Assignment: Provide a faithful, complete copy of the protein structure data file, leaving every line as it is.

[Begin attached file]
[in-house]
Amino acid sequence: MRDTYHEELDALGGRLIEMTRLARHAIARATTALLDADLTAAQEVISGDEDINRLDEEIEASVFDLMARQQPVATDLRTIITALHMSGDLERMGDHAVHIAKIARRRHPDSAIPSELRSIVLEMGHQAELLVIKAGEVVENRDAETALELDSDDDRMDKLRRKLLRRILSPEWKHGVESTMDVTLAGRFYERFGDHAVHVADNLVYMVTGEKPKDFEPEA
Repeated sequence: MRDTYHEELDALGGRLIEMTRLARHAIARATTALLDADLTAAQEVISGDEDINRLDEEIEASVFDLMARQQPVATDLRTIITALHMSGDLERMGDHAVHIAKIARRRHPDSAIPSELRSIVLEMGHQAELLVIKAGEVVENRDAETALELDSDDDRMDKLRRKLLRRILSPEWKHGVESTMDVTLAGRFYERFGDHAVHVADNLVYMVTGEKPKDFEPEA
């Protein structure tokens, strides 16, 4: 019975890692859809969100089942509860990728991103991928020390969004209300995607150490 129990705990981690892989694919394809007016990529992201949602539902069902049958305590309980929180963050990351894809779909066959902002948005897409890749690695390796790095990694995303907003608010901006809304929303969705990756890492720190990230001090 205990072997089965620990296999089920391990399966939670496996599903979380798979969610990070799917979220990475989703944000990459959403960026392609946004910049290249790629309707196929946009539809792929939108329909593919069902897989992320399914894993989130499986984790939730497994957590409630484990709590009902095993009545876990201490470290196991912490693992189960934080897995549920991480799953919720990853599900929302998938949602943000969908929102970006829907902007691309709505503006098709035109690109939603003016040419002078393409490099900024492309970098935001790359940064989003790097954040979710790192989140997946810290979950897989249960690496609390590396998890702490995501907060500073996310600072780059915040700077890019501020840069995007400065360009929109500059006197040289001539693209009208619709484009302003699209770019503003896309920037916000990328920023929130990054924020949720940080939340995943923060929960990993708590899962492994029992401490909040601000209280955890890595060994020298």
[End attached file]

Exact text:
[in-house]
Amino acid sequence: MRDTYHEELDALGGRLIEMTRLARHAIARATTALLDADLTAAQEVISGDEDINRLDEEIEASVFDLMARQQPVATDLRTIITALHMSGDLERMGDHAVHIAKIARRRHPDSAIPSELRSIVLEMGHQAELLVIKAGEVVENRDAETALELDSDDDRMDKLRRKLLRRILSPEWKHGVESTMDVTLAGRFYERFGDHAVHVADNLVYMVTGEKPKDFEPEA
Repeated sequence: MRDTYHEELDALGGRLIEMTRLARHAIARATTALLDADLTAAQEVISGDEDINRLDEEIEASVFDLMARQQPVATDLRTIITALHMSGDLERMGDHAVHIAKIARRRHPDSAIPSELRSIVLEMGHQAELLVIKAGEVVENRDAETALELDSDDDRMDKLRRKLLRRILSPEWKHGVESTMDVTLAGRFYERFGDHAVHVADNLVYMVTGEKPKDFEPEA
């Protein structure tokens, strides 16, 4: 019975890692859809969100089942509860990728991103991928020390969004209300995607150490 129990705990981690892989694919394809007016990529992201949602539902069902049958305590309980929180963050990351894809779909066959902002948005897409890749690695390796790095990694995303907003608010901006809304929303969705990756890492720190990230001090 205990072997089965620990296999089920391990399966939670496996599903979380798979969610990070799917979220990475989703944000990459959403960026392609946004910049290249790629309707196929946009539809792929939108329909593919069902897989992320399914894993989130499986984790939730497994957590409630484990709590009902095993009545876990201490470290196991912490693992189960934080897995549920991480799953919720990853599900929302998938949602943000969908929102970006829907902007691309709505503006098709035109690109939603003016040419002078393409490099900024492309970098935001790359940064989003790097954040979710790192989140997946810290979950897989249960690496609390590396998890702490995501907060500073996310600072780059915040700077890019501020840069995007400065360009929109500059006197040289001539693209009208619709484009302003699209770019503003896309920037916000990328920023929130990054924020949720940080939340995943923060929960990993708590899962492994029992401490909040601000209280955890890595060994020298």